“Since When Have Trees Existed Only for Rich Americans?”

Those words are the title of an opinion piece by Ian Leahy and Yaryna Serkez published in the NY Times on July 4th, 2021. They lay out the impact of long-term, systemic inequity in access to civil rights with cold, hard facts: “The wealthier and whiter your neighborhood, the greener the view from your window is likely to be.” 

What does Green have to do with Red, White and Blue? Leahy and Serkaz cite substantial evidence linking discriminatory social and economic barriers to the purchase of home in areas that have trees. They write about disparities in the quality of life between the lower income neighborhoods of people of color compared to those of privileged, (overwhelmingly white) people.

The authors’ goal is to promote the principles of “tree equity” problems through initiatives including:

  • infrastructure legislation,
  • support for urban and community forestry programs and
  • proposals to create programs at federal agencies focused on housing, energy and transportation. 

They never use the phrase “climate change”, only refer to “temperatures rising and economic disparities widening”. 

Maps of city neighborhoods that demonstrate “striking difference” in the presence of trees within wealthier, white communities and those of BIPOC, indigenous and lower-income people include two of Portland, Oregon. One shows the outline of “red-lined” districts, clearly illustrating how those who enjoy the shade, beauty and cleaner air in homes surrounded by trees live outside these boundaries. The wording of the caption hides discriminatory intent in a kind of double-speak: “Redlining maps closely align with who get to live in green areas”.   What the maps actually show is that people who are systemically channeled into redlined districts wind up with neighborhoods that have significantly less tree canopy. They don’t “get to live” in green areas. 

The XR-US “Fourth Demand” is less circumspect: It states that climate justice and social justice are intrinsically, irreducibly entwined and that climate change solutions must address underlying systems of oppression and privilege.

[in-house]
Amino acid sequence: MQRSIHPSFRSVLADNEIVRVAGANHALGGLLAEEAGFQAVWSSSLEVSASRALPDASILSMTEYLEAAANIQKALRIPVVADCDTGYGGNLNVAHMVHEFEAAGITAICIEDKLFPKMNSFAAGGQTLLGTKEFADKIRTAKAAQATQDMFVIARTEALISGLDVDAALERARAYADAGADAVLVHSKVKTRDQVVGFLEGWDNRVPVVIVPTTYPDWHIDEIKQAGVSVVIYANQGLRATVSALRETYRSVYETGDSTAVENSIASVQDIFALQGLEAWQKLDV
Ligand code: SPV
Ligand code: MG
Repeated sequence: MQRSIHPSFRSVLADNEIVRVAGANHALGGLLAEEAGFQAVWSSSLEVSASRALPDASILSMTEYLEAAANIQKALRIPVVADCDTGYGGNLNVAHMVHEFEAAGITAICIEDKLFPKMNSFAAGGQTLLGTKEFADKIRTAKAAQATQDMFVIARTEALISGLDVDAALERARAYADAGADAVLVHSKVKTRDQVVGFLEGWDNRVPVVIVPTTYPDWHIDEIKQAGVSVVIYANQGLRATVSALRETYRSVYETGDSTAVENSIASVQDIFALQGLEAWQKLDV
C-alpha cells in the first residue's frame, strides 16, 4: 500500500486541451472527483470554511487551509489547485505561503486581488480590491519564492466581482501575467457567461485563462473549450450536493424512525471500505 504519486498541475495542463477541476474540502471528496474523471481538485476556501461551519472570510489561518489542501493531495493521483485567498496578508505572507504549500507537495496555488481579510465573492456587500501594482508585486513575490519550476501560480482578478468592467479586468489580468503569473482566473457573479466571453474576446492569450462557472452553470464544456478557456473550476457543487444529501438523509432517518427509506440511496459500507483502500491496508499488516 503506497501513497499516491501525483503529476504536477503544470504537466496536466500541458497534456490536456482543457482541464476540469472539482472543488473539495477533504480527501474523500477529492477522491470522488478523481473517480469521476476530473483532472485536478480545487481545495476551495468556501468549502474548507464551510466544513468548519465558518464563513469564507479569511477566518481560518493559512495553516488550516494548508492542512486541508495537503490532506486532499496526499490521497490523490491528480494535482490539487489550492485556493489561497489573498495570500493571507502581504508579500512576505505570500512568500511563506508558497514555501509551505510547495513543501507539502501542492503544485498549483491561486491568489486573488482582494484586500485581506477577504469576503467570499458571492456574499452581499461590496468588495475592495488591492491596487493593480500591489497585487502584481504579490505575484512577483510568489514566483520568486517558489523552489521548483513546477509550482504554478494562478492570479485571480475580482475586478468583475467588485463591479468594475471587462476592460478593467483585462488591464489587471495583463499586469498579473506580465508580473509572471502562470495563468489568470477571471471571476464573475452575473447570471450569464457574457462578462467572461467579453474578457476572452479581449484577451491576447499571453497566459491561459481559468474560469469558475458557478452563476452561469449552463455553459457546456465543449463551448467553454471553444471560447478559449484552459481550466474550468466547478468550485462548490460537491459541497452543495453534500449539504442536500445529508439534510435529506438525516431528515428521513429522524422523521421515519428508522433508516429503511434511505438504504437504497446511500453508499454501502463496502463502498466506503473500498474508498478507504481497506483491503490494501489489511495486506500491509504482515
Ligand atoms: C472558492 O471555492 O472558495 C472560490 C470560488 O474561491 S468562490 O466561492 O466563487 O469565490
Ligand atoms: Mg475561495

XRPDX wholeheartedly supports the Fourth Demand. Change starts at the ground level by ensuring that our life support systems are invested in now by the planting of trees for urban canopies that benefit all residents. Other indisputable civil rights are equally important, the like the need to be safe from oil trains derailing and exploding. Several NE and NW Portland neighborhoods, home to many lower-income and BIPOC communities, have industrial railroad tracks running through them that are. It is their homes that will be damaged, their lives that might be lost, should an accident occur to the long lines of rail cars that nightly deliver dangerous tar sands and shale oil to the Zenith Energy facility.

Currently we are working to raise awareness of the imminent approval by the Portland City Council of Zenith Energy’s operational renewal permit request and the lack of vision and concern for vulnerable residents approving this permit will reflect. As of July 12th, 2021, the permitting process is slated to be completed within weeks, if not days.

Climate justice starts here. Now. Our meetings are still online, but we are slowly gearing up for in-person engagements that are safe and friendly. Let’s work together to have Portland, Oregon showcased in mainstream media as a city in which people care about one another, the environment and justice, as we make our opinions known non-violently, but strongly.  With your help, opinions become plans that result in a difference that matters. 

Read about the XR-US Demands and then get connected: https://xrpdx.org/take-action/

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